Given the age of the patient and the gram stain result, pneumococcus was immediately suspected as the most likely culprit in this infection. A Quellung capsular swelling reaction was performed on the CSF to confirm our suspicions. I have described the Quellung Reaction elsewhere in this blog, and will only mention here that it is a specific and definitive test for pneumococcus. The Quellung reaction was observed allowing the lab to report a definitive diagnosis of pneumococcal meningitis to the doctor within an hour of the specimen being taken. Immediate treatment with appropriate antibiotics is imperative to prevent potentially catastrophic consequences.

Microbiological Results shown below;

Gram stain of Cytospin preparation of CSF (X1000)
Gram positive cocci in pairs and short chains suggestive of Streptococcus pneumoniae
Cystospin process has concentrated both the bacterial cells as well as the neutrophils (pink cells)
(click on photo to enlarge for better viewing)

Still at 1000X magnification but photo enlarged showing greater detail

Gram stain of Cytospin preparation of CSF showing greater detail. (X1000)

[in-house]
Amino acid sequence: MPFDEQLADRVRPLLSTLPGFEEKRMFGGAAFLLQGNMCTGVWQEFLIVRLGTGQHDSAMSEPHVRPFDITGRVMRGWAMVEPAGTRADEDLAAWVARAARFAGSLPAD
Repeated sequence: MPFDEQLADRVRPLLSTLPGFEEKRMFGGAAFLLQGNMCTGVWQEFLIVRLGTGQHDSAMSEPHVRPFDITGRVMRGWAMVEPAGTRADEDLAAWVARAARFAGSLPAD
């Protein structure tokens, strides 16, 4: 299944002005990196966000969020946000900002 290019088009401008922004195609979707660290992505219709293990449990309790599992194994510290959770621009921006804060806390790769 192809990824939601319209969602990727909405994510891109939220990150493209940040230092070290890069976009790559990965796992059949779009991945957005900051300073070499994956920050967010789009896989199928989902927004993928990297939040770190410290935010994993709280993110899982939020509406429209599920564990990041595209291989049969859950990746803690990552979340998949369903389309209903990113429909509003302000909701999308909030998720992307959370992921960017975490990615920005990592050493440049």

Insert on right may reveal evidence of capsule as clearing around bacterial cell.
(click on photo to enlarge for better viewing)

Quellung reaction in preparation of above CSF. (X1000 -Methyene Blue Counter Stain)
Clearing revealing presence of capsule viable around bacterial cells.
(click on photo to enlarge for better viewing)

Another view - ditto
(click on photo to enlarge for better viewing)

Quellung again at X1000 however I enlarged a portion of the photo to better illustrate the capsule surrounding the pneumococcal cells.
(click on photo to enlarge for better viewing)

Sheep Blood Agar Plate of CSF incubated overnight in 5% CO2 revealing alpha-hemolytic colonies (greening zones around colonies) typical of Streptococcus species. Colonies have a slight depression in the center typical of some Streptococcus pneumoniae strains. Insert shows colonial features in greater detail while purple arrow 'B' shows where colonies were tested for bile solubility (10% Sodium deoxycholate), another characteristic used as a confirmatory test for Streptococcus pneumoniae. Organism was sensitive to Optochin Taxo P Discs* (2) (not shown) adding further evidence of this bacterium being pneumococcus.
Phenotypic /biochemical identification was performed with the Phoenix Identification system (2) which also provided an antibiotic sensitivity summary. The patient would have been treated emperically when meningitis was first suspected or when the gram stain result (presumptive pneumococcal meningitis) result was sent STAT to to the attending ER physician.

(1) Meningitis Research Foundation of Canada
(2) BD™ Becton-Dickenson Diagnostics, Franklin Lakes, N.J. USA